"The Intelligent Investor," one of my favorite books on investing written by Benjamin Graham, the father of value investing, and first published in 1949, is a classic that must be read by anyone serious about making money in the market (a less well-known book, "The Art of Speculation", by Philip L. Carret and first published in 1930 is right up there with The Intelligent Investor in my opinion, but a thorough analysis of the books' relative merits is for another day).
Perhaps if readers had to take a single concept away from Graham's book, it would be margin of safety. In his 1997 letter to investor, Warren Buffett compares the margin of safety when buying stocks to sound engineering:
You leave yourself an enormous margin of safety. You build a bridge that 30,000-pound trucks can go across and then you drive 10,000-pound trucks across it. That is the way I like to go across bridges.
In a nutshell, Graham advocates assessing the intrinsic value of a company by studying its financial statements and buying issues (stocks, bonds, warrants, etc) for the proverbial 50 cents on the dollar. One difficulty with this approach, however, lies in determining the asset's intrinsic value, let alone that different investors might use different valuation models. Serious analysis requires a considerable amount of time and involves listening to management conference calls as well as reading the company's annual reports to get acquainted with its business model and profitability. In addition, what is worth X to one investor might only be worth half of X to some other investor.
Here we propose a heuristic formulation of the margin of safety by applying a 30 percent mark-up to the stock's current market price rather than assessing the intrinsic value. Suppose that shares of stock ABC trade at $100 after today's close. Applying a 30 percent mark-up to the current price yields a target price of $130. Given the company's current fundamentals (earning per share, earning growth rate, debt-to-equity ratio, dividend yield, etc), the prospective investor needs to figure out how expensive the stock would be at a price of $130. If valuation remains attractive at that price, then the stock is a buy today.
Note that there is nothing sacred about the 30% number, but we thought it represents a large enough cushion to buy the stock at current levels. More conservative investors might work with a 50 percent mark-up for an even greater margin of safety, but doing so will inevitably reduce the number of attractive issues.
Let us illustrate our stock picking method with a few examples. Consider Google Inc. (GOOG). The stock made a low at around $475 last week courtesy of the now seemingly defunct market correction. Applying a 30% mark-up to $475 yields a target price of $617.50. Given the company's current fundamentals, how expensive would GOOG be at a price of $617.50? Let's check.
The Street expects earning per share of $34 for 2011. Since earnings have been growing at a 20% rate for the past 5 years, applying a multiple of 20 to earnings sounds reasonable for a PEG ratio of one (that is, investors pay one time the earnings growth rate). WIth the 20 multiple, the 12-month target price on Google comes to $680, a 43% discount to the $475 price tag. In other words, Google could advance by more than 40% from current levels and still be reasonably valued. Guess what? Chances are that Google will indeed advance by 40%, and therefore the stock should be bought today.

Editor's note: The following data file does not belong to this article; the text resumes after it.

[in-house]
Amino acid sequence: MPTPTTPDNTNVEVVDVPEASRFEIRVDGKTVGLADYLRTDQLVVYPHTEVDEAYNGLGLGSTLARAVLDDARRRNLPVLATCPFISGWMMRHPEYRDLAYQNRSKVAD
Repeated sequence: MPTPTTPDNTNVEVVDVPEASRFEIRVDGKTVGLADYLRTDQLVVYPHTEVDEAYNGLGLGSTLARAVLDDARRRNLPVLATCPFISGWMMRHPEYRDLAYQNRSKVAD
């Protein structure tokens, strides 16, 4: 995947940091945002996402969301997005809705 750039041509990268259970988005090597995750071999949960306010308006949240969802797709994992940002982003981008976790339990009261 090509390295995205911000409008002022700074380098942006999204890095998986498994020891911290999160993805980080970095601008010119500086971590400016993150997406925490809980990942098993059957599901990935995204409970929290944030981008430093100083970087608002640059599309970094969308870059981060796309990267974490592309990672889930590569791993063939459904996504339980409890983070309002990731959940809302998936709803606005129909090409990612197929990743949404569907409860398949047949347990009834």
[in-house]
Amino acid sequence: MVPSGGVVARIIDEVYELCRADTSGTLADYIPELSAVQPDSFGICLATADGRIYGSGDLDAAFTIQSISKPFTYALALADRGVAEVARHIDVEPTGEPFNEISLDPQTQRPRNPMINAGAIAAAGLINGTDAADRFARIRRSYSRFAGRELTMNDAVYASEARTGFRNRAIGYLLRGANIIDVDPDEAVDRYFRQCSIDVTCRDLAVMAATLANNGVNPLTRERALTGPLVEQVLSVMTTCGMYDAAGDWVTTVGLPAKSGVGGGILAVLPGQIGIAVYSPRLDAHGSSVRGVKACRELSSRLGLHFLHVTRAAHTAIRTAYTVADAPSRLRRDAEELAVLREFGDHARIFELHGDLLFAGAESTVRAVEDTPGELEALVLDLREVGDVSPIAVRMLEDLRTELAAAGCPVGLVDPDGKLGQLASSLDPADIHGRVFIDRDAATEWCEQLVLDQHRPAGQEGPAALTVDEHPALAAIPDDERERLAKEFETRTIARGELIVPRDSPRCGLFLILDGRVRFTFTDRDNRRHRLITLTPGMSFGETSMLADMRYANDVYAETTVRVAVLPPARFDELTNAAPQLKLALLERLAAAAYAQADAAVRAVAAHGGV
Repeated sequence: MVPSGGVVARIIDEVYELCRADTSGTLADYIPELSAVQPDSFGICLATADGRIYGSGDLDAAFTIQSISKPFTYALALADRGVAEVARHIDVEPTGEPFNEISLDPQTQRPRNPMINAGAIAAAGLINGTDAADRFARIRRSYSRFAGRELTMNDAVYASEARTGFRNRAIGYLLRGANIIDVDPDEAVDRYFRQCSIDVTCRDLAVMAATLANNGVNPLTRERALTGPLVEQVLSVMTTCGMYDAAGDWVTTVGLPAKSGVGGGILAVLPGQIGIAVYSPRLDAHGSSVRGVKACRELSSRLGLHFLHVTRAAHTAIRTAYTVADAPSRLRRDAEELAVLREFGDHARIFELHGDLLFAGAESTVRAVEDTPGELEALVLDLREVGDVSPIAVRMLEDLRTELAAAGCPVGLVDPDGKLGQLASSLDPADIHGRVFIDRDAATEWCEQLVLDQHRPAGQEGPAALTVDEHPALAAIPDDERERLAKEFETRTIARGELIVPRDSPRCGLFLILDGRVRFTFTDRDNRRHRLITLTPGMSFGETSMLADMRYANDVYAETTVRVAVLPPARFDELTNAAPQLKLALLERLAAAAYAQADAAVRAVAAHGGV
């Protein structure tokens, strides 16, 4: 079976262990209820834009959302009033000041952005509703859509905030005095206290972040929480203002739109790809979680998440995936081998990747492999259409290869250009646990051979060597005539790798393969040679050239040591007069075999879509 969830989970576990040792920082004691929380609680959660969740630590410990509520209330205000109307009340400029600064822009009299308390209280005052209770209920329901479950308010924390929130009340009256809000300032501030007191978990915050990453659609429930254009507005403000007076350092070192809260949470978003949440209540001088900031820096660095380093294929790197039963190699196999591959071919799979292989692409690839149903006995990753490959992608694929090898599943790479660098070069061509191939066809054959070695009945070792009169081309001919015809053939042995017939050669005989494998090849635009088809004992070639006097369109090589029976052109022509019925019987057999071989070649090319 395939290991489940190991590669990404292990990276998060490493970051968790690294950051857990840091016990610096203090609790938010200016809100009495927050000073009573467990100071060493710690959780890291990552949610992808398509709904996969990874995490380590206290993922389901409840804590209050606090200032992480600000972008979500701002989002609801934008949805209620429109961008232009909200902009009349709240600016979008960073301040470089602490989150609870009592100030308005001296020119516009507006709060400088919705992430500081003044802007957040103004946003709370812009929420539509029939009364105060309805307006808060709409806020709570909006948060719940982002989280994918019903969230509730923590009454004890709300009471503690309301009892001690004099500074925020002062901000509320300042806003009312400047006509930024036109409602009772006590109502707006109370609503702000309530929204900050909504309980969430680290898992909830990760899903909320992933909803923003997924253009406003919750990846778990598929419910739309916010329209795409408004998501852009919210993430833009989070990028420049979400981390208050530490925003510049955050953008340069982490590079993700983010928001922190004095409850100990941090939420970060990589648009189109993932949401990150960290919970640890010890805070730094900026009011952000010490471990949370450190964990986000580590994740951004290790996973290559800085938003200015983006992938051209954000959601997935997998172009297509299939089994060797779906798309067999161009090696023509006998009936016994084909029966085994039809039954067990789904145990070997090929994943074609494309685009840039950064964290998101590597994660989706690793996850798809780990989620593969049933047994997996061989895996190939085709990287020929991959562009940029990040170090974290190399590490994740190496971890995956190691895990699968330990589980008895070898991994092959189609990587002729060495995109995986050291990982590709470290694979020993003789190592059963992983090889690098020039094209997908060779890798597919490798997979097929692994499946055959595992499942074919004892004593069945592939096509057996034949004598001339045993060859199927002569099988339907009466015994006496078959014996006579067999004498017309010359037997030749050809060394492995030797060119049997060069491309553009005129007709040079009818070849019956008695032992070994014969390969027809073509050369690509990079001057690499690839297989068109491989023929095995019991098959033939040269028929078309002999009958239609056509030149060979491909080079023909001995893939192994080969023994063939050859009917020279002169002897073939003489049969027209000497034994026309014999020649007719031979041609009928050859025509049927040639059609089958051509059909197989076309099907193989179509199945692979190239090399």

Following the proposed methodology, readers should check for themselves whether "old tech" stocks like Hewlett Packard (HPQ) at $35 or Microsoft (MSFT) at $25 are buys. What about General Motors (GM) at $30, investment bank Lazard (LAZ) at $37, or chip company Applied Materials (AMAT) at $13? All the aforementioned stocks trade at low P/Es, have high returns on equity and would still be reasonably valued should they advance by 30%. In our opinion, they are all screaming buys.
Now let us present an example of a company that does not offer enough margin of safety at current levels: Altria (MO). The stocks currently trades at $26.50. A 30% mark-up leads to a price of $35. Do the current fundamentals for MO support a $35 valuation? Let's review. MO is expecting to earn $2 per share in 2011 and earnings are growing at a rate of 10%. So at $35, the P/E ratio would be equal to 17.5. That is rather expensive for a company that only grows at 10% per year, implying a 1.75 PEG ratio (we suspect that the ultra generous 6% dividend yield and the clean balance sheet provides support to the stock in the mid-twenties).
We proposed an indirect extension of the margin of safety concept. Our idea is simple: should the stock under consideration advance by more than 30%, how expensive would it become given the current company's fundamentals? If the investor finds that the stock is reasonably valued after the advance and after further research determines that the company has a sound competitive business model, then the stock is a buy today. If not, investors should move on and look for better issues.